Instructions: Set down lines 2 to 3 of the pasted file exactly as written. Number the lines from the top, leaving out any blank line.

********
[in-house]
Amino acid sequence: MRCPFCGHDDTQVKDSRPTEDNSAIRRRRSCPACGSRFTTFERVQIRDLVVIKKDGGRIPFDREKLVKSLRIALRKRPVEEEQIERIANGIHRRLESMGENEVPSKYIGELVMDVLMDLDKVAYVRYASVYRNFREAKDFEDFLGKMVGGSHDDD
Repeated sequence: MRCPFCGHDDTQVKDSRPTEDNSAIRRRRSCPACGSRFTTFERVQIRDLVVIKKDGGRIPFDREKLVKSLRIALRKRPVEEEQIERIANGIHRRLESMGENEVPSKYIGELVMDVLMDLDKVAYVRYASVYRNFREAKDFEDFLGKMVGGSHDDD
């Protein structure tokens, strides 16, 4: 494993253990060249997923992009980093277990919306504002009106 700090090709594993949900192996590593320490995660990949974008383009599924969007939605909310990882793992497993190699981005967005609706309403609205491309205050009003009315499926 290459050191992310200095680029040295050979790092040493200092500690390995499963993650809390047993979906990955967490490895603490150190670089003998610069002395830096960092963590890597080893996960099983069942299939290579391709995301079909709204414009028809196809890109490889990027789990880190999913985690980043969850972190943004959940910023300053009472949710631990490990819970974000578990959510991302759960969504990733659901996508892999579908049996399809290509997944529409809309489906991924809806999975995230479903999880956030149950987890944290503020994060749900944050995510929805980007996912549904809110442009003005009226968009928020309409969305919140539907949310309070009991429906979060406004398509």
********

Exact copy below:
Amino acid sequence: MRCPFCGHDDTQVKDSRPTEDNSAIRRRRSCPACGSRFTTFERVQIRDLVVIKKDGGRIPFDREKLVKSLRIALRKRPVEEEQIERIANGIHRRLESMGENEVPSKYIGELVMDVLMDLDKVAYVRYASVYRNFREAKDFEDFLGKMVGGSHDDD
Repeated sequence: MRCPFCGHDDTQVKDSRPTEDNSAIRRRRSCPACGSRFTTFERVQIRDLVVIKKDGGRIPFDREKLVKSLRIALRKRPVEEEQIERIANGIHRRLESMGENEVPSKYIGELVMDVLMDLDKVAYVRYASVYRNFREAKDFEDFLGKMVGGSHDDD